The vision to envision

On February 20th, the day the Episcopal Church remembers the prophetic witness of Frederick Douglass, I was with several of my colleagues at a gathering of clergy considered “new” to positions in the diocese, while our bishop and other colleagues were at the cathedral for the “Blessing of the Journalists.”  It was one of those times in which it was hard to focus on where you were and why, because so much of you longed to be in another place.  Being who we are, a few of us named this longing.

The colleague hosting our gathering named it beautifully in our shared prayer.  He read from Douglass’ “What to the Slave is the Fourth of July?” and invited us to share our thoughts.  Being people who regularly speak the things they think, i.e. a group of preachers, the conversation was full and rich with layers of shared understanding and unique experience.  As I listened, I was drawn deeper and deeper into one phrase from Douglass’ writing: ” I do not hesitate to declare, with all my soul, that the character and conduct of this nation never looked blacker to me than on this 4th of July!” (pp. 4-5)

Perhaps because I was still being drawn deeper to that prayerful and reflective place in which my ponderings and wonderings reside, I was not yet ready to to speak to that which I was thinking, at least not in a fully formed kind of way.  And being someone who sometimes thinks out loud, and trusting my colleagues to hold that gently, I gave voice to the pull from Douglass’ words.  Although I don’t remember exactly what I said, I know it began being about the impact of experience on one’s perspective.  And it was then that I knew the musing was about vision and how to envision a shared dream or future.  As I sat looking at my friend and colleague, I heard myself saying,  “We can’t see the same things because when you look at me you see something different than I see when I look at you, and that limits us.  And I think it is more so the more focused we become because then we fail to see the people and things we know are around us.”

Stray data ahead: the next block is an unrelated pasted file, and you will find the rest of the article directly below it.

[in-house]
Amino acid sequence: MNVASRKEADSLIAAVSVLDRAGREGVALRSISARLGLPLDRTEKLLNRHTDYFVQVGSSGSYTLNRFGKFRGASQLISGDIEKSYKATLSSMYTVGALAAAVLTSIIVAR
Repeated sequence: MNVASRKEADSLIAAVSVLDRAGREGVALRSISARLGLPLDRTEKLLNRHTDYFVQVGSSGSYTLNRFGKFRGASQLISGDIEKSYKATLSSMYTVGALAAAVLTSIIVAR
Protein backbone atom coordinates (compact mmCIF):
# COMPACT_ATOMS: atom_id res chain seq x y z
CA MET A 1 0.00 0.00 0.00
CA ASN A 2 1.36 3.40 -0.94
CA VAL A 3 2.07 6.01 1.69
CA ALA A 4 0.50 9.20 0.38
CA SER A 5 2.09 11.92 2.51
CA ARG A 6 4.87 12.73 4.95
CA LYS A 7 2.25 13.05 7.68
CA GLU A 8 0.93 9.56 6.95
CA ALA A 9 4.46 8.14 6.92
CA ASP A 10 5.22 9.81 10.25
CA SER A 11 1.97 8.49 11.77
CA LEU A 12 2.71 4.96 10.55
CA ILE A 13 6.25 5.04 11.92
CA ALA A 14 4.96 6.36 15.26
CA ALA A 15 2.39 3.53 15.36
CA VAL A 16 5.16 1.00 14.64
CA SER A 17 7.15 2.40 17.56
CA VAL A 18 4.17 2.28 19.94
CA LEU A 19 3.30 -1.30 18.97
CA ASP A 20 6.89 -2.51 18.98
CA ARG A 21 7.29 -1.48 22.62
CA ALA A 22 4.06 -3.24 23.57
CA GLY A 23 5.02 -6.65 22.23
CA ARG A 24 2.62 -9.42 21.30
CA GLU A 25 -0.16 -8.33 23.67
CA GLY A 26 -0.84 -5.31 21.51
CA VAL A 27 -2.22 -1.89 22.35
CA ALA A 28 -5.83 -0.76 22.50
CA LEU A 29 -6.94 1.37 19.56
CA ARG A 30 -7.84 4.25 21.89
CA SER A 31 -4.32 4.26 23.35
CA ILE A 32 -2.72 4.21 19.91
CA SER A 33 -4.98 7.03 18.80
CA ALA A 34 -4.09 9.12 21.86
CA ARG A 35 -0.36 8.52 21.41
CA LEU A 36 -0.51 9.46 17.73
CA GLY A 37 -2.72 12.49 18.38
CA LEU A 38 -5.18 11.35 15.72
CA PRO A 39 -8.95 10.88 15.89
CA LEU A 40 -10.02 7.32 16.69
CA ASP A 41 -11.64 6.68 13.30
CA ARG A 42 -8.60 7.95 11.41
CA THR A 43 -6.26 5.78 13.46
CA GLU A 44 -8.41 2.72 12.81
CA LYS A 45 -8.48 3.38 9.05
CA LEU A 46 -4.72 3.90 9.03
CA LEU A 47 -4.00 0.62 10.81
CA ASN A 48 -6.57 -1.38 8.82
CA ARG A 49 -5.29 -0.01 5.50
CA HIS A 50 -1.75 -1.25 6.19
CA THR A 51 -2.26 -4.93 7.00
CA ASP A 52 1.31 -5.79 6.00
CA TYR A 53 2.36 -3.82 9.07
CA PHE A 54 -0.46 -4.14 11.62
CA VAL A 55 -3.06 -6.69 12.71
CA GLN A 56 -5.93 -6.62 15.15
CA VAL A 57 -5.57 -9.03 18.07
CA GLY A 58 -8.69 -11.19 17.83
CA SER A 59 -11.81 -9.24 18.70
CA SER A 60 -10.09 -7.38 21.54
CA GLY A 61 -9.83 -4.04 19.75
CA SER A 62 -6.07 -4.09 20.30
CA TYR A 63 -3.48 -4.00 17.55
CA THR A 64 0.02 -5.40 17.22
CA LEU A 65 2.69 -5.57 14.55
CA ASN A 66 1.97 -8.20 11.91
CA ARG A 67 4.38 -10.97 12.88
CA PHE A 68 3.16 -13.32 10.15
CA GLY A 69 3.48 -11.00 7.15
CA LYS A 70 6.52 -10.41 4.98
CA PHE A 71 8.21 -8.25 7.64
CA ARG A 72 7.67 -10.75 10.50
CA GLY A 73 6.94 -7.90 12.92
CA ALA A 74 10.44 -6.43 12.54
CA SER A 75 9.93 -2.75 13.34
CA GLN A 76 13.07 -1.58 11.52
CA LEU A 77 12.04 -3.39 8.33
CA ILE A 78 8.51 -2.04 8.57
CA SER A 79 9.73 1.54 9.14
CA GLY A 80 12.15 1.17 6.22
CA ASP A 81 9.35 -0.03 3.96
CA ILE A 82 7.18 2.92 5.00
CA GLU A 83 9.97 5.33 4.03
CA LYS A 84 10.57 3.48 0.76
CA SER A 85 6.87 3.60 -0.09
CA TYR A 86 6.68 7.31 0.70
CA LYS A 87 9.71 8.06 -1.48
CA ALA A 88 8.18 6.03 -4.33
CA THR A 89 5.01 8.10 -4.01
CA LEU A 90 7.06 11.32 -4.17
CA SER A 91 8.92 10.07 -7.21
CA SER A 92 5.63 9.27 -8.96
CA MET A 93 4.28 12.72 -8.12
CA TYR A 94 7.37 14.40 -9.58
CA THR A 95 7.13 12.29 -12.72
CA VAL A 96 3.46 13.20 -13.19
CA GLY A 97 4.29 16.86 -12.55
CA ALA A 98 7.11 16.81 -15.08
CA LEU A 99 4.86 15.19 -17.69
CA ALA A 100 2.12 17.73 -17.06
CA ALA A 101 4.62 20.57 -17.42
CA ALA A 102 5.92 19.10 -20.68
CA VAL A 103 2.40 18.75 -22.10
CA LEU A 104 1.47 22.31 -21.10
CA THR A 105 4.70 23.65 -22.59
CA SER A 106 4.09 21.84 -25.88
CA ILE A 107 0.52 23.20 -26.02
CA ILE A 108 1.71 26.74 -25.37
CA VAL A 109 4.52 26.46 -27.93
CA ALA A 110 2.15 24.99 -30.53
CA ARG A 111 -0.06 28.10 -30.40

Now, this is not, as they say, rocket science.  It is not a groundbreaking insight.  Heck, it is not even something I was learning for the first time!  I know and have known for longer than I can remember that we are shaped by our experiences and that our experiences shape our perspectives.  Yet in that moment, sitting in a chapel, looking a friend and colleague in the eye as we engaged in faith-filled conversation about the grievous sin of slavery while reflecting upon the words of a former slave, something felt different.  It felt as if the holy and sacred work is in the reminder that to envision a future in which God’s dream is realized it is necessary that we stand side-by-side looking in the same direction, allowing our tears to wash away the barriers to understanding that what is behind us and past, as well as what is beside us and now, is not the same.

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